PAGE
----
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Federal Communications Commission (FCC)

Chris Paterson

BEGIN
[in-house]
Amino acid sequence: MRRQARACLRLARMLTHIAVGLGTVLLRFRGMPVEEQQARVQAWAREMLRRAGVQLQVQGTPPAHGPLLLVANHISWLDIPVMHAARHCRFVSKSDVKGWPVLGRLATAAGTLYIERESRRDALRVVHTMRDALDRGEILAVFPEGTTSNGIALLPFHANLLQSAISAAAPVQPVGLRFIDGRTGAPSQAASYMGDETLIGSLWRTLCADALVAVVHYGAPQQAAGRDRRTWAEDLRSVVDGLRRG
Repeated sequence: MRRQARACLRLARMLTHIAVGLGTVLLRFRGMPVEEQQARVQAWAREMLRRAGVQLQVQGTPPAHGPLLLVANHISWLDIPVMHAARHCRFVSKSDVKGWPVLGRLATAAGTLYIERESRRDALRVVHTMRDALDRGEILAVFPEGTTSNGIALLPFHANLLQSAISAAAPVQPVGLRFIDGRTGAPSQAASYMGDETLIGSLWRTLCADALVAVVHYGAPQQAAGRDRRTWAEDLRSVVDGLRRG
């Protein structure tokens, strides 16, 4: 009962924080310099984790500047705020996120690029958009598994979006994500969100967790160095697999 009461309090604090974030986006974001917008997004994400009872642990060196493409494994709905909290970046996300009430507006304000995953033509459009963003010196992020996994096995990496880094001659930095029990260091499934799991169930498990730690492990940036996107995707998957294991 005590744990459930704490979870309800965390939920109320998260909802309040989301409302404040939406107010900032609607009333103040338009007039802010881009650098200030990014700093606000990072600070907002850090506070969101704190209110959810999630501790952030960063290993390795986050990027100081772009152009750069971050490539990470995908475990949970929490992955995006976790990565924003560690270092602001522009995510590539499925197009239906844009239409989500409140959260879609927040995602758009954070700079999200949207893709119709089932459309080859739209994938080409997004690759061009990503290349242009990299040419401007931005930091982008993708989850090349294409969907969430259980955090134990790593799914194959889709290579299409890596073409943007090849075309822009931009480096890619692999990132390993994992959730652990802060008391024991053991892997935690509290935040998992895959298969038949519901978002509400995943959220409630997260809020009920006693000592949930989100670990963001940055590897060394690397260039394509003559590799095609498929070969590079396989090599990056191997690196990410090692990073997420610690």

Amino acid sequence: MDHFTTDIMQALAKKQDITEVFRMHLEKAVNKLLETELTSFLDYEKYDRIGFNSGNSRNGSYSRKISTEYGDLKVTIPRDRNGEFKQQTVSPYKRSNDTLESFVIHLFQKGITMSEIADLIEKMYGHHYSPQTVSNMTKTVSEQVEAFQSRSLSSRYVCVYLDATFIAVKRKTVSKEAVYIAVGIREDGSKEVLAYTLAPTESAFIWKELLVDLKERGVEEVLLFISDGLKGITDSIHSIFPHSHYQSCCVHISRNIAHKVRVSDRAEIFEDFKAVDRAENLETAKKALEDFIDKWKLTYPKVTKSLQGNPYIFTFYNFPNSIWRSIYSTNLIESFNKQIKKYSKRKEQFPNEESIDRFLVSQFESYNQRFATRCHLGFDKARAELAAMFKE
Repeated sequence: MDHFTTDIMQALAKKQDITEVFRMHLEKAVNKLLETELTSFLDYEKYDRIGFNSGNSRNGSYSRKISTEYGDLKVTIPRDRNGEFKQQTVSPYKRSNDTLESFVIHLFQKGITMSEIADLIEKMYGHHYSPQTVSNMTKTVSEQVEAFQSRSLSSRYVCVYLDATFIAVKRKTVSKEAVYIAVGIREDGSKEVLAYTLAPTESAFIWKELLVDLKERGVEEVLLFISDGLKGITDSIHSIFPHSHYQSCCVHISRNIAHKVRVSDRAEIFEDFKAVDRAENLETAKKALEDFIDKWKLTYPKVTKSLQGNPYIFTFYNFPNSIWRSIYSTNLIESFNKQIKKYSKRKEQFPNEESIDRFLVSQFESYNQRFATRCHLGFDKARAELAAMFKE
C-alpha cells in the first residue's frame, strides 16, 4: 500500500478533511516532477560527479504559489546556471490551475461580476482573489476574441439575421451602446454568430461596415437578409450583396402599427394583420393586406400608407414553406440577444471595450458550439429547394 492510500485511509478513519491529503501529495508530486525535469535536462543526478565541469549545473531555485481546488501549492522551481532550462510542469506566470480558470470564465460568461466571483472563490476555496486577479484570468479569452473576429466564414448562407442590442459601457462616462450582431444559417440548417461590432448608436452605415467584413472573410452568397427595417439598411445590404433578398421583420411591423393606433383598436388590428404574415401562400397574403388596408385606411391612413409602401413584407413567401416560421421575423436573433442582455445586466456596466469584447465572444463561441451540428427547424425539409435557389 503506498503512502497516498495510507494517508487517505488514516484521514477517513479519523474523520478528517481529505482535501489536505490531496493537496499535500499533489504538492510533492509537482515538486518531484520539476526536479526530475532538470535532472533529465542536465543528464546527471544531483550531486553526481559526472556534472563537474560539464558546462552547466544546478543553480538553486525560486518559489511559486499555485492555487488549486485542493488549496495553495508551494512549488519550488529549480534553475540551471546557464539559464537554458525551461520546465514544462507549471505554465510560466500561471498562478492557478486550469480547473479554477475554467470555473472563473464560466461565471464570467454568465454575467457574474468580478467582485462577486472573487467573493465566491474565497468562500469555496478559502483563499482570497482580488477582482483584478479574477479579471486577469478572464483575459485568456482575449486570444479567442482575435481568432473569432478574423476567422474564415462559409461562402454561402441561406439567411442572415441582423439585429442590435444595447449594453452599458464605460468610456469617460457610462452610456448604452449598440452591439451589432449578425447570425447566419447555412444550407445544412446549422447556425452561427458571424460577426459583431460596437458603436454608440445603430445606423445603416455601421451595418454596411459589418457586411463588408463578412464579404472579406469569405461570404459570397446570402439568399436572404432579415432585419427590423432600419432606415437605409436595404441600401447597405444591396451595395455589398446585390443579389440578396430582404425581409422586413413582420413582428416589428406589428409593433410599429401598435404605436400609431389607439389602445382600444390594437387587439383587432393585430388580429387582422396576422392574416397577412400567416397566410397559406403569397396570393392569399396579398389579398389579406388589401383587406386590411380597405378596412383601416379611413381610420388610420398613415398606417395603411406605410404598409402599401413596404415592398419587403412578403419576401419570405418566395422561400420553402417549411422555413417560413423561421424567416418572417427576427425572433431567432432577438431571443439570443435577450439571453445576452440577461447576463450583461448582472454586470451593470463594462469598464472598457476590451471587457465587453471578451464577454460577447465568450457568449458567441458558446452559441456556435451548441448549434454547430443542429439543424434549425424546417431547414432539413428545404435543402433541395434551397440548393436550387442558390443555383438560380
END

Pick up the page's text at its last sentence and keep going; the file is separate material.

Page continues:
The Federal Communications Commission (FCC) is the regulatory agency in the United States charged with oversight of electronic communications (→  Television Broadcasting, Regulation of ; United States of America: Media System ). Since the 1980s, it has taken much of the blame for the lack of diversity and the concentration of ownership in US broadcasting, and the rise of →  media conglomerates . The FCC has more responsibilities and autonomy than regulators in other industrialized countries. Since its creation, the commission has been controversial. It was meant to uphold the decision of Congress following World War I that broadcasting should be mostly commercial and free of government control; but also to insure that access to the airwaves was allocated responsibly and that those granted access put the public's interest before their own (known as the “trusteeship model”). The agency was created on June 19, 1934, when Congress passed the Communications Act. It was formed from its predecessor the Federal Radio Commission, along with parts of the Interstate Commerce Commission and Postmaster General. It was organized into a broadcast, telegraph, and telephone division (it has been reorganized since), and the overall entity is directed by five commissioners (it was seven until 1983). They are appointed by each president, but only three can be from the president's party. With the chairman ... log in or subscribe to read full text

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